Received this question:
- “How easy is it to either hack someone’s email or to create fake electronic correspondence?
- And if there was a hacking attempt, what are the warning signs that should alert the authentic owner of the email address?
http://www.ttcs.tt/blog/whether-email-accounts-can-be-hacked-and-how/ talks of the possible methods how your password to your email account can be leaked to unauthorised persons who can then access your email account. The common method is by a phishing email pretending to be from a person you know or organisation you know to click on a malicious link or run an attachment. See http://theonion.github.io/blog/2013/05/08/how-the-syrian-electronic-army-hacked-the-onion/ which has a screenshot of the phishing emails that were sent to the Onion’s staff members (one of whom fell for the phishing email and entered their username and password)
The method of phishing emails pretending to be from a friend or organisation you know underscores the ease of faking emails. The from field in an email can have any text (e.g “lldjlkdladajdlk@sdkaldjal”) that looks like an email address and not be from the “real” sender.
Sites like http://deadfake.com/Send.aspx allows you to create a fake email which you can send to yourself to further demonstrate the ease of faking the from field of an email message.
To detect hacking attempts, one should set up two factor authentication which improves the security of your email account. One common implementation of two factor authentication uses your cell phone. Whenever a new device or software is used to access your email account, the email provider prompts you to enter a second password that is sent to your cellphone via SMS. If you receive an SMS and you are not trying to access your email from a new device, then you are aware that someone else has your password and is attempting to access your account.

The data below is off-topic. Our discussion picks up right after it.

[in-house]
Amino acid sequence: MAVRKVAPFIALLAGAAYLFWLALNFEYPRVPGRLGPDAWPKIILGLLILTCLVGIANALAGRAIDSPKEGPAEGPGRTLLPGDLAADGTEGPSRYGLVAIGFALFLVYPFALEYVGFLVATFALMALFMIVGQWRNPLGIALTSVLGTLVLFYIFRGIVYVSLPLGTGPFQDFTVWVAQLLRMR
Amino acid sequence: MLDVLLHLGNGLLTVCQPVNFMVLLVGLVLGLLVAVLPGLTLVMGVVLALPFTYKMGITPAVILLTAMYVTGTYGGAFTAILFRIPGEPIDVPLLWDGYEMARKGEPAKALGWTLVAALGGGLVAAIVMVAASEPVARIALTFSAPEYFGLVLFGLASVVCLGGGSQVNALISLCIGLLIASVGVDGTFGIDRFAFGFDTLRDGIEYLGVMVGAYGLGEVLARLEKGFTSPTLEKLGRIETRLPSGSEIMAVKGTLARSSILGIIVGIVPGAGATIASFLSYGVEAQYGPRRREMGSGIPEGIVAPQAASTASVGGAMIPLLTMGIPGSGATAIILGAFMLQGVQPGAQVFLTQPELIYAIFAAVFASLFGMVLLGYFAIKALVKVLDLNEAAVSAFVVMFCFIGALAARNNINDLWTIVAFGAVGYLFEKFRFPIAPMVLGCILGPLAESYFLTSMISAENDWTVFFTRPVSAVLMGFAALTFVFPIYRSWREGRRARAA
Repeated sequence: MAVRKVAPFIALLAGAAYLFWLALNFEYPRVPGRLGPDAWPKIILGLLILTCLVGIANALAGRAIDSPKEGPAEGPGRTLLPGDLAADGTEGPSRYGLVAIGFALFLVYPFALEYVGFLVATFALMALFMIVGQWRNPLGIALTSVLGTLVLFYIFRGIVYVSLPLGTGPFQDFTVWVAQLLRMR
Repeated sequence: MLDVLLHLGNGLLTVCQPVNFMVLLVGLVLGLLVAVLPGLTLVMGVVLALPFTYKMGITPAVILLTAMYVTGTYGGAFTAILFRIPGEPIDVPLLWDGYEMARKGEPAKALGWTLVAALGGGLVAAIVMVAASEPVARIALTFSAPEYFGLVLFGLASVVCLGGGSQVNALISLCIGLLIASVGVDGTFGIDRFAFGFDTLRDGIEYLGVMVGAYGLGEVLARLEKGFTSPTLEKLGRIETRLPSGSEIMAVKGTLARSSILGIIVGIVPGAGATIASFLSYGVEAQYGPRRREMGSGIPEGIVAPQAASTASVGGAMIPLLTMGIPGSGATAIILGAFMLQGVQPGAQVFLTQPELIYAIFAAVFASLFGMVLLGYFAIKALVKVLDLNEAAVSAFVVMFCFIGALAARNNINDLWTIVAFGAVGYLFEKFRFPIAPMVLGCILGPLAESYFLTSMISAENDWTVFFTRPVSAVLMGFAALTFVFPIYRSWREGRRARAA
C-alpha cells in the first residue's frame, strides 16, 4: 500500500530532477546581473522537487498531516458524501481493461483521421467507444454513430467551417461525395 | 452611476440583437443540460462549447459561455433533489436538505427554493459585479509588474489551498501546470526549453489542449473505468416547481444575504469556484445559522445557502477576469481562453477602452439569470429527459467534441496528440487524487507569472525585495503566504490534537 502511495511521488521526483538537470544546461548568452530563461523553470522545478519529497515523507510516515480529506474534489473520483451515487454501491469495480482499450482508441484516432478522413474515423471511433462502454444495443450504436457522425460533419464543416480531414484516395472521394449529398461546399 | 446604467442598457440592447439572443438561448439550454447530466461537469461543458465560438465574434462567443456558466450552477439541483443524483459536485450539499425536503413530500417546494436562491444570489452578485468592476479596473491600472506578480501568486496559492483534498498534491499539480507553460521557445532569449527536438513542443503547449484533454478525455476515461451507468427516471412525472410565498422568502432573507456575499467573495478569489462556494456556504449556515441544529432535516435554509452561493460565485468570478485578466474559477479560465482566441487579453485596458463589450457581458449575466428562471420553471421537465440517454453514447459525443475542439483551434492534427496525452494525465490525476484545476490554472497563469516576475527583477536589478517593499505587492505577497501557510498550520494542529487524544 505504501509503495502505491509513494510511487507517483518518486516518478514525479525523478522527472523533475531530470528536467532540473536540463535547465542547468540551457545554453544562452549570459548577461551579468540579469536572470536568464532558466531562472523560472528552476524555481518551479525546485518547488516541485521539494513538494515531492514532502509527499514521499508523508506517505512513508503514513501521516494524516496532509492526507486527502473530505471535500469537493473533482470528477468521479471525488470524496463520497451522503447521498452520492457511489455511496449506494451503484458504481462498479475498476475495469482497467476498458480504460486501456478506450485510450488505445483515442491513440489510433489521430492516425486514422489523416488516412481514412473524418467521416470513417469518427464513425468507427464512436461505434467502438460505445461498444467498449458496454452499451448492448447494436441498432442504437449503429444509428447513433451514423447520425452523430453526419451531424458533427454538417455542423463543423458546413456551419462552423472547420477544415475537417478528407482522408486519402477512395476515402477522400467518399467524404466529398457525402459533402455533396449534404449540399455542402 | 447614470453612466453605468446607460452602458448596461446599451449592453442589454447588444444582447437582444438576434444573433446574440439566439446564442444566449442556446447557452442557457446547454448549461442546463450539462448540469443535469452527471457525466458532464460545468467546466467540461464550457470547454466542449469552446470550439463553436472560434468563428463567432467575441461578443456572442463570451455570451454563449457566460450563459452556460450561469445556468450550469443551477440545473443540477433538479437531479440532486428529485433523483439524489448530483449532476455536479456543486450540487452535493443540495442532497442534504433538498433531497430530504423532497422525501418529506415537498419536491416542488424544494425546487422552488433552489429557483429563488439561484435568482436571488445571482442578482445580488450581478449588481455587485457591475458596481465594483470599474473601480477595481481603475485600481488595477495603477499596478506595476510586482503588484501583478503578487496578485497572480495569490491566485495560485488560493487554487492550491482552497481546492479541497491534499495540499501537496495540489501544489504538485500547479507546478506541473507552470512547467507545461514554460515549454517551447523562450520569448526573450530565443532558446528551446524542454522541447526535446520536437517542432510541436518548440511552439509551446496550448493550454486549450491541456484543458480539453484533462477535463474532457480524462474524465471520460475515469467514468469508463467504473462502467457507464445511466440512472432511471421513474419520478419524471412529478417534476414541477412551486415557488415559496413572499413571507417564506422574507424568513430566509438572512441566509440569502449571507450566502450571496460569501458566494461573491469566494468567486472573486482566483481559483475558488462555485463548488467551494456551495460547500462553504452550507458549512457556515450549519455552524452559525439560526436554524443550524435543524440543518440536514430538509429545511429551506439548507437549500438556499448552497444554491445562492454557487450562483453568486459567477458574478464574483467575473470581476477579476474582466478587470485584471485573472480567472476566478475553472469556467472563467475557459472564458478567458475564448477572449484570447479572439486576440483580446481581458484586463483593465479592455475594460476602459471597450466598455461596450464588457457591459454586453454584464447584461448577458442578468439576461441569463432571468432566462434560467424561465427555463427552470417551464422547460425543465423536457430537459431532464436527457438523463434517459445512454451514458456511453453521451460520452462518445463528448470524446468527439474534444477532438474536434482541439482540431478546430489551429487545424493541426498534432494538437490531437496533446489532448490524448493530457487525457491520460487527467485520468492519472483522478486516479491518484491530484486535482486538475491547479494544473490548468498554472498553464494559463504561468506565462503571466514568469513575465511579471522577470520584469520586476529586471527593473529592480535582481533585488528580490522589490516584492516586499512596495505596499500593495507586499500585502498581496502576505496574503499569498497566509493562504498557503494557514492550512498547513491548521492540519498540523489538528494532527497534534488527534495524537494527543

See a PC World article which illustrates how to set up two-factor authentication with Google, Facebook and Microsoft: http://www.pcworld.com/article/2036252/how-to-set-up-two-factor-authentication-for-facebook-google-microsoft-and-more.html
Detection of whether your email account is compromised without two factor authentication requires a regular review of your email account profile and/or settings.
You may also get a call from a friend or organisation asking you about the strange phishing email or “”the stranded traveler” scam email they supposedly received from your email address. Now these emails can be faked as mentioned earlier and your email and password is secure. However, undoubtedly hearing of these emails will raise concerns that your account was compromised or “hacked”.
First step : change your password to your account immediately. Then review your email account profile and/or settings to look for
changes to your email filters to forward emails to strange email addresses,
changes to the settings for a backup contact account (email and/or phone number) for the provider to contact you if you have problems with your account,
access logs showing irregular IP addresses where the email account was accessed.
Changes to these settings not done by you are a strong indicator that your email account was compromised.
You should also change the security questions used to recover your password and if you use the same password on other sites (which you should NOT do – you should have unique, strong passwords for each of your services you use), also change the passwords for those sites.
The complete, strange emails that your friend alerted you to, should be kept for study by you or pertinent authorities to study for clues as to the IP address where the email was sent from.
This requires the preservation of the email headers which are typically not shown by email clients nor included in the email when emails are forwarded. However, all email messages have e-mail headers. See http://www.emailaddressmanager.com/tips/headers.html which shows the typical email headers of a regular and a spam email for comparison.
Comments and suggestions to this post are welcomed.